Prior to saccharification, the pretreated biomass may be treated to alter the pH, composition or temperature such that the enzymes of the saccharification enzyme consortium will be active. The pH may be altered through the addition of acids in solid or liquid form. Alternatively, carbon dioxide (C02), which may be recovered from fermentation, may be utilized to lower the pH. For example, C02 may be collected from a fermenter and fed into the pretreatment product headspace in the flash tank or bubbled through the pretreated biomass if adequate liquid is present while monitoring the pH, until the desired pH is achieved. The temperature may be brought to a temperature that is compatible with saccharification enzyme activity, as noted below. Any cofactors required for activity of enzymes used in saccharification may be added.
The saccharification enzyme consortium comprises one or more enzymes selected primarily, but not exclusively, from the group "glycosidases" which hydrolyze the ether linkages of di-, oligo-, and polysaccharides and are found in the enzyme classification EC 3.2.1.x (Enzyme Nomenclature 1992, Academic Press, San Diego, CA with Supplement 1(1993), Supplement 2 (1994), Supplement 3 (1995, Supplement 4 (1997) and Supplement 5[in Eur. J. Biochem. (1994) 223:1-5, Eur. J. Biochem. (1995) 232:1-6, Eur. J. Biochem. (1996) 237:1-5, Eur.
J. Biochem. (1997) 250:1-6, and Eur. J. Biochem. (1999) 264:610-650, respectively]) of the general group "hydrolases" (EC 3.). Glycosidases useful in the present method can be categorized by the biomass component that they hydrolyze. Glycosidases useful for the present method include cellulose-hydrolyzing glycosidases (for example, cellulases, endoglucanases, exoglucanases, cellobiohydrolases, R-glucosidases), hemicellulose-hydrolyzing glycosidases (for example, xylanases, endoxylanases, exoxylanases, [3-xylosidases, arabinoxylanases, mannases, galactases, pectinases, glucuronidases), and starch-hydrolyzing glycosidases (for example, amylases, a-amylases, [3-amylases, glucoamylases, a- glucosidases, isoamylases). In addition, it may be useful to add other activities to the saccharification enzyme consortium such as peptidases (EC 3.4.x.y), lipases (EC 3.1.1.x and 3.1.4.x), ligninases (EC 1.11.1.x), and feruloyl esterases (EC 220.127.116.11) to help release polysaccharides from other components of the biomass. It is well known in the art that microorganisms that produce polysaccharide-hydrolyzing enzymes often exhibit an activity, such as cellulose degradation, that is catalyzed by several enzymes or a group of enzymes having different substrate specificities. Thus, a "cellulase" from a microorganism may comprise a group of enzymes, all of which may contribute to the cellulose-degrading activity. Commercial or non-commercial enzyme preparations, such as cellulase, may comprise numerous enzymes depending on the purification scheme utilized to obtain the enzyme. Thus, the saccharification enzyme consortium of the present method may comprise enzyme activity, such as "cellulase", however it is recognized that this activity may be catalyzed by more than one enzyme.
Saccharification enzymes may be obtained commercially, such as Spezyme CP cellulase (Genencor International, Rochester, NY) and Multifect xylanase (Genencor). In addition, saccharification enzymes may be produced biologically, including using recombinant microorganisms.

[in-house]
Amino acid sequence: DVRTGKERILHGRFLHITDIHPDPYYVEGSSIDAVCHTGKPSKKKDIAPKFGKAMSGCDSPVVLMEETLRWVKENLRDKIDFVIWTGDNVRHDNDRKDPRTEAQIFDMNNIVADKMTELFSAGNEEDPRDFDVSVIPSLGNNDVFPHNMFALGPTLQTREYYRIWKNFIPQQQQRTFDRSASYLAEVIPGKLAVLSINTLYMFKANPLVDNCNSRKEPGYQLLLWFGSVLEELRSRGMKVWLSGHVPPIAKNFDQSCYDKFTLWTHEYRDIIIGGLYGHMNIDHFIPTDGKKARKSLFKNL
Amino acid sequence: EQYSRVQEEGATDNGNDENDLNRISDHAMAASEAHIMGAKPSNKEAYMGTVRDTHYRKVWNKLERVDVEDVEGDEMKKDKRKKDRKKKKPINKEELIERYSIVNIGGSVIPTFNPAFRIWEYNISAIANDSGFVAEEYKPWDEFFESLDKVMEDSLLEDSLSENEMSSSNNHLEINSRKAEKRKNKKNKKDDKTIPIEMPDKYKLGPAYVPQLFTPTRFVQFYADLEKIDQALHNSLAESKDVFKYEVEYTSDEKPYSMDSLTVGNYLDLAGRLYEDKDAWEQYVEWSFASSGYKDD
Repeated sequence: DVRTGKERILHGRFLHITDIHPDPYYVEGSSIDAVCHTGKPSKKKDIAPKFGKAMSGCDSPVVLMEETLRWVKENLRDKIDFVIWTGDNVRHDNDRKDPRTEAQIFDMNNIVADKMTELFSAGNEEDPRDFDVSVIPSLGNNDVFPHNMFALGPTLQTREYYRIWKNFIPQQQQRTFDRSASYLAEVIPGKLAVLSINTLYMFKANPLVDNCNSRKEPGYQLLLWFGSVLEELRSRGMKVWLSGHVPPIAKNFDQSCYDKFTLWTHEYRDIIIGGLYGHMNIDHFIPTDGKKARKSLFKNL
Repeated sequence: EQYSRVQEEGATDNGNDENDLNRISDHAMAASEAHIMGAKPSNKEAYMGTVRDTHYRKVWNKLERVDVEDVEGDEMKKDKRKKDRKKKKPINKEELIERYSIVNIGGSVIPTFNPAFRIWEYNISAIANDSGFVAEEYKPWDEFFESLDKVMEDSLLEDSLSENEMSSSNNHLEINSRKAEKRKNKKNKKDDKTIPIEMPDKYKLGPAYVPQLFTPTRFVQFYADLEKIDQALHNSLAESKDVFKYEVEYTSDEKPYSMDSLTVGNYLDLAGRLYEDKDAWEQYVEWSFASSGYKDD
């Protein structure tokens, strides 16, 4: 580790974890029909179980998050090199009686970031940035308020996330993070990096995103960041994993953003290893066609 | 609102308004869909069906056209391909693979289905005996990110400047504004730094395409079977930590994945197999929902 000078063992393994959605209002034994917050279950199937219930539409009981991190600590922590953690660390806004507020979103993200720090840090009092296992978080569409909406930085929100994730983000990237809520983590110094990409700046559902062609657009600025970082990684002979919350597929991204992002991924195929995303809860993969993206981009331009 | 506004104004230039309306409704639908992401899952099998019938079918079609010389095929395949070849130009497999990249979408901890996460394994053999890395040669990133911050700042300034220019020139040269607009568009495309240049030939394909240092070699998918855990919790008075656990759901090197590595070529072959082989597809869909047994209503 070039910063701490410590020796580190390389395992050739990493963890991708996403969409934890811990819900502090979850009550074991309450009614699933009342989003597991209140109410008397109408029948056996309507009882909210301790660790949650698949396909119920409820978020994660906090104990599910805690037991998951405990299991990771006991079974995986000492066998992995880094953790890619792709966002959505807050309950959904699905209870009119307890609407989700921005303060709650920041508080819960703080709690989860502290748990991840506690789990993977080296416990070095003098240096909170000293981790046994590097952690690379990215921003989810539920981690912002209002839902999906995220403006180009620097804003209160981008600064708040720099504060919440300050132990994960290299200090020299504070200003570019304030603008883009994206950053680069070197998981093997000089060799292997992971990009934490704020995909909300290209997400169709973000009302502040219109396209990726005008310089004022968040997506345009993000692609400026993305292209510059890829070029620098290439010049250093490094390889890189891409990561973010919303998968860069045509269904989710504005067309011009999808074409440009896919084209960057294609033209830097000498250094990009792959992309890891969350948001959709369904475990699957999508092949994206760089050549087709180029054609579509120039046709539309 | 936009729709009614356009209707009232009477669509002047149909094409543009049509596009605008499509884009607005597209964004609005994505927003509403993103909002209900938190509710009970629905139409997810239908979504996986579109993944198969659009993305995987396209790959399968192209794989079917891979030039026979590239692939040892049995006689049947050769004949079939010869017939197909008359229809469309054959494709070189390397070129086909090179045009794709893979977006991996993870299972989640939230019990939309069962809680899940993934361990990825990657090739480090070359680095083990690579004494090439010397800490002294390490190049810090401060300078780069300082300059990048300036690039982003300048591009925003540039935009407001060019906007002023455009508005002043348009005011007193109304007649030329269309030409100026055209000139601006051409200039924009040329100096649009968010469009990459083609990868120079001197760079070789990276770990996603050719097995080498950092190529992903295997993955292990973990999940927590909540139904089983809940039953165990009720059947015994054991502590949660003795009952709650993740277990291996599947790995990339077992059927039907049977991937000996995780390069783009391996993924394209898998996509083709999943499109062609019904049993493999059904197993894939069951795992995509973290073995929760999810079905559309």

One skilled in the art would know how to determine the effective amount of enzymes to use in the consortium and adjust conditions for optimal enzyme activity. One skilled in the art would also know how to optimize the classes of enzyme activities required within the consortium to obtain optimal saccharification of a given pretreatment product under the selected conditions.
Preferably the saccharification reaction is performed at or near the temperature and pH optima for the saccharification enzymes. The temperature optimum used with the saccharification enzyme consortium in the present method ranges from about 15 C to about 100 C. In another embodiment, the temperature optimum ranges from about 20 C to about 80 C. The pH optimum can range from about 2 to about 11. In another embodiment, the pH optimum used with the saccharification enzyme consortium in the present method ranges from about 4 to about 10.
The saccharification can be performed for a time of about several minutes to about 120 hr, and preferably from about several minutes to about 48 hr. The time for the reaction will depend on enzyme concentration and specific activity, as well as the substrate used and the environmental conditions, such as temperature and pH. One skilled in the art can readily determine optimal conditions of temperature, pH and time to be used with a particular substrate and saccharification enzyme(s) consortium.
The saccharification can be performed batch-wise or as a continuous process. The saccharification can also be performed in one step, or in a number of steps. For example, different enzymes required for saccharification may exhibit different pH or temperature optima. A primary treatment can be performed with enzyme(s) at one temperature and pH, followed by secondary or tertiary (or more) treatments with different enzyme(s) at different temperatures and/or pH. In addition, treatment with different enzymes in sequential steps may be at the same pH and/or temperature, or different pHs and temperatures, such as using hemicellulases stable and more active at higher pHs and temperatures followed by cellulases that are active at lower pHs and temperatures.